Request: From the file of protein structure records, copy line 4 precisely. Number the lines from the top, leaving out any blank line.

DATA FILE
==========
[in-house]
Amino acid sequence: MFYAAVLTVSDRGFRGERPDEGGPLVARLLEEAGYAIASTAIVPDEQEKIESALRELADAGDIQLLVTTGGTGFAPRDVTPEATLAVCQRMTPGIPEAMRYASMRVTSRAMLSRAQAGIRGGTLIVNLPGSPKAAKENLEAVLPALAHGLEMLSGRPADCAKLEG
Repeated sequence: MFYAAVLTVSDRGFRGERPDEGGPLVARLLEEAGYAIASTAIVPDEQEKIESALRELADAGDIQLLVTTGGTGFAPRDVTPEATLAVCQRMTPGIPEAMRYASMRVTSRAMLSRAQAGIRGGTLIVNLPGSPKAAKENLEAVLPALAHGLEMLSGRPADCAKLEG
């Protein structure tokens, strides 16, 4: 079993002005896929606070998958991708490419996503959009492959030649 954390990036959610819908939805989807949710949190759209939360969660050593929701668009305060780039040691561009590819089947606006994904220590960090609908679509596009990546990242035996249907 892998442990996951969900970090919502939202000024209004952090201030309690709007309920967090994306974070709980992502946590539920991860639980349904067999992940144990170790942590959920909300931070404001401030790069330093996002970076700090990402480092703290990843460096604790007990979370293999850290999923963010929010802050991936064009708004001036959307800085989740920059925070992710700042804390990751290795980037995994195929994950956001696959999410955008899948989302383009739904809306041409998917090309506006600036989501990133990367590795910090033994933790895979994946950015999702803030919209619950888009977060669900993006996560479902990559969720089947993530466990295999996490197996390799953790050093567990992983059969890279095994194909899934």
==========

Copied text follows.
């Protein structure tokens, strides 16, 4: 079993002005896929606070998958991708490419996503959009492959030649 954390990036959610819908939805989807949710949190759209939360969660050593929701668009305060780039040691561009590819089947606006994904220590960090609908679509596009990546990242035996249907 892998442990996951969900970090919502939202000024209004952090201030309690709007309920967090994306974070709980992502946590539920991860639980349904067999992940144990170790942590959920909300931070404001401030790069330093996002970076700090990402480092703290990843460096604790007990979370293999850290999923963010929010802050991936064009708004001036959307800085989740920059925070992710700042804390990751290795980037995994195929994950956001696959999410955008899948989302383009739904809306041409998917090309506006600036989501990133990367590795910090033994933790895979994946950015999702803030919209619950888009977060669900993006996560479902990559969720089947993530466990295999996490197996390799953790050093567990992983059969890279095994194909899934």